Abstract: This review describes the pattering of proteins and cells using a non-photolithographic microfabrication technology, which we call &soft lithography’ because it consists of a set of related techniques, each of which uses stamps or channels fabricated in an elastomeric (&soft’) material for pattern transfer. The review covers three soft lithographic techniques: microcontact printing, patterning using micro#uidic channels, and laminar #ow patterning. These soft lithographic techniques are inexpensive, are procedurally simple, and can be used to pattern a variety of planar and non-planar substrates. Their successful application does not require stringent regulation of the laboratory environment, and they can be used to pattern surfaces with delicate ligands. They provide control over both the surface chemistry and the cellular environment. We discuss both the procedures for patterning based on these soft lithographic techniques, and their applications in biosensor technology, in tissue engineering, and for fundamental studies in cell biology. ( 1999 Elsevier Science Ltd. All rights reserved.
TL;DR: The convenience and broad application offered by SAMs and microcontact printing make this combination of techniques useful for studying a variety of fundamental phenomena in biointerfacial science.
Abstract: Self-assembled monolayers (SAMs) formed on the adsorption of long-chain alkanethiols to the surface of gold or alkylsilanes to hydroxylated surfaces are well-ordered organic surfaces that permit control over the properties of the interface at the molecular scale. The ability to present molecules, peptides, and proteins at the interface make SAMs especially useful for fundamental studies of protein adsorption and cell adhesion. Microcontact printing is a simple technique that can pattern the formation of SAMs in the plane of the monolayer with dimensions on the micron scale. The convenience and broad application offered by SAMs and microcontact printing make this combination of techniques useful for studying a variety of fundamental phenomena in biointerfacial science.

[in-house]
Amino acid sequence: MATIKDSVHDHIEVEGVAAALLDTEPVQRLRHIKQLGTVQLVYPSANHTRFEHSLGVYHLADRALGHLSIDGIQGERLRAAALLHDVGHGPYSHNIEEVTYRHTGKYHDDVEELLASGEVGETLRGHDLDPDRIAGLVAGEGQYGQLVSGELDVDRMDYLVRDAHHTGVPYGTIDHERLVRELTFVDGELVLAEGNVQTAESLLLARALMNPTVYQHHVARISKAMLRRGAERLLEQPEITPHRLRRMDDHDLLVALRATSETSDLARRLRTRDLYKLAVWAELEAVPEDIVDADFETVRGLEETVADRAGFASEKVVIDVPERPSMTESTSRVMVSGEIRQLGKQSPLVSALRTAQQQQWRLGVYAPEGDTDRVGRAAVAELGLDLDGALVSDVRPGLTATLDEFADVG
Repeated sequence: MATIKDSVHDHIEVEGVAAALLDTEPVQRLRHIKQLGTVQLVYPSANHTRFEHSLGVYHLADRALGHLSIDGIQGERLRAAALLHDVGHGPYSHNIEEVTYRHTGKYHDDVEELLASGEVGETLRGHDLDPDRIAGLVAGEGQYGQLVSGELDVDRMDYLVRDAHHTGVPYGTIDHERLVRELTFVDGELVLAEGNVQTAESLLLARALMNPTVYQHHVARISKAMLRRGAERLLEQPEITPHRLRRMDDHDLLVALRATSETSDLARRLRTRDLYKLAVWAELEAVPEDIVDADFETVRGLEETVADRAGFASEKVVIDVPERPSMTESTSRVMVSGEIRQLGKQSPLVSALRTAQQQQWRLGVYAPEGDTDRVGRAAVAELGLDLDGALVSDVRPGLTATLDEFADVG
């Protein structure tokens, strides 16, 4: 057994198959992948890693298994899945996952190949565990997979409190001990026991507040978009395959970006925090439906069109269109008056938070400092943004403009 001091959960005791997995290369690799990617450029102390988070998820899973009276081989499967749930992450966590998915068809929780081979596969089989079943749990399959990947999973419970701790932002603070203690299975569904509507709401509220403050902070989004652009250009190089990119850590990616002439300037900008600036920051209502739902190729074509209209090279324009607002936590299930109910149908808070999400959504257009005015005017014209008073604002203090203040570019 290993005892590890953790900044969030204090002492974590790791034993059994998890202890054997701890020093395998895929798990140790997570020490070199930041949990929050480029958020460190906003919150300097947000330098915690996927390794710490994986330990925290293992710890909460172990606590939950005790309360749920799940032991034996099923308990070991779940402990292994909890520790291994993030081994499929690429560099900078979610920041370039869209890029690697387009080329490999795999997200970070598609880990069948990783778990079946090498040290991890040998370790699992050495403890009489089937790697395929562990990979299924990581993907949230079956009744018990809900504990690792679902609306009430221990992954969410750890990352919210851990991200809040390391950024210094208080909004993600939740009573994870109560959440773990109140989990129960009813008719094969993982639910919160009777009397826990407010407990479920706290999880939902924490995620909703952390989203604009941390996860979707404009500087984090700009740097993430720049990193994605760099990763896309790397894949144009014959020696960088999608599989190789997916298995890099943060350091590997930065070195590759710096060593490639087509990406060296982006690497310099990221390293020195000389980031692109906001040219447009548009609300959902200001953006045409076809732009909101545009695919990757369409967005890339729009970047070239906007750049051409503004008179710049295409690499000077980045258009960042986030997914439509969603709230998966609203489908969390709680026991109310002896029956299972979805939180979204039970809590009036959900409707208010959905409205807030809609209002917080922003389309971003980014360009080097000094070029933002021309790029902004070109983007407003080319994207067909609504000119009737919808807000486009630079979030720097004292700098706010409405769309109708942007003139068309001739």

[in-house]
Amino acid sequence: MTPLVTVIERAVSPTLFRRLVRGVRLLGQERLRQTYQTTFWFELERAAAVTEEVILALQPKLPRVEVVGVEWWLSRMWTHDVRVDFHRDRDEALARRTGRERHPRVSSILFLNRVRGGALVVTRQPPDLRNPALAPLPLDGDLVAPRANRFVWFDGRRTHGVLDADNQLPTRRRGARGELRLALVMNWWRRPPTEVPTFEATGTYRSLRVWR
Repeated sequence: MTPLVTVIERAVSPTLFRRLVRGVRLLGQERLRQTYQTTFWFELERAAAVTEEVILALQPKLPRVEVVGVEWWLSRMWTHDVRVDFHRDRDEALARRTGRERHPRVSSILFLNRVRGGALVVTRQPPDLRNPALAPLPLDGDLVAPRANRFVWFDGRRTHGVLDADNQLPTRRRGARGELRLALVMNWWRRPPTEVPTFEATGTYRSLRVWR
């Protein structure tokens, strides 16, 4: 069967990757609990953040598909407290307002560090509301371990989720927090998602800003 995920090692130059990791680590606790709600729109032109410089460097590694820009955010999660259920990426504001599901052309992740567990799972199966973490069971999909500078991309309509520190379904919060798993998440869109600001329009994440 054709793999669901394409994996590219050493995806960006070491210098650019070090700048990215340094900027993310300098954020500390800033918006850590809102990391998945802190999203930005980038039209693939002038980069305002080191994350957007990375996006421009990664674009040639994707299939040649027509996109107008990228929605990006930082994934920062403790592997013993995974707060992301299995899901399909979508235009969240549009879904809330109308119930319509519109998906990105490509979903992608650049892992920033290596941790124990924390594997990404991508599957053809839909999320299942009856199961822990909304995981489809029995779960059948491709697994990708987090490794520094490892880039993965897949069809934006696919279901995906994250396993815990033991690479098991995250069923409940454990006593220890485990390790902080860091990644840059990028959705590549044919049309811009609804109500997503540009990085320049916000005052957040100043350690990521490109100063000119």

TL;DR: In this paper, the authors introduce patterned features into both self-assembling monolayers and the substrates that support them as the parameters controlling SAM formation and dynamics are better understood.
Abstract: The understandings and applications of self-assembly have evolved significantly since the adsorption of n-alkyldisulfides on gold surfaces was first reported. The desire to produce features on surfaces that are placed in controlled proximity has driven study in both the chemistries and methodologies of their production. Self-assembled monolayers (SAMs) are found in applications such as molecular and biomolecular recognition, lithography resists, sensing and electrode modification, corrosion prevention, and other areas where tailoring the physicochemical properties of an interface is required. Patterned SAMs, in which specific self-assembling components have a deliberate spatial distribution on the surface (planar or otherwise), are generated to fabricate sophisticated nanoscale architectures and to provide well-characterized supports for physicochemical and biochemical processes. It is possible to introduce patterned features into both SAMs and the substrates that support them as the parameters controlling SAM formation and dynamics are better understood. As these structures are not at equilibrium once formed, one can manipulate the monolayer both during and after its formation by means of thermal, chemical, and electrochemical processing, exposure to controlled energetic beams, and scanning probe microscopes.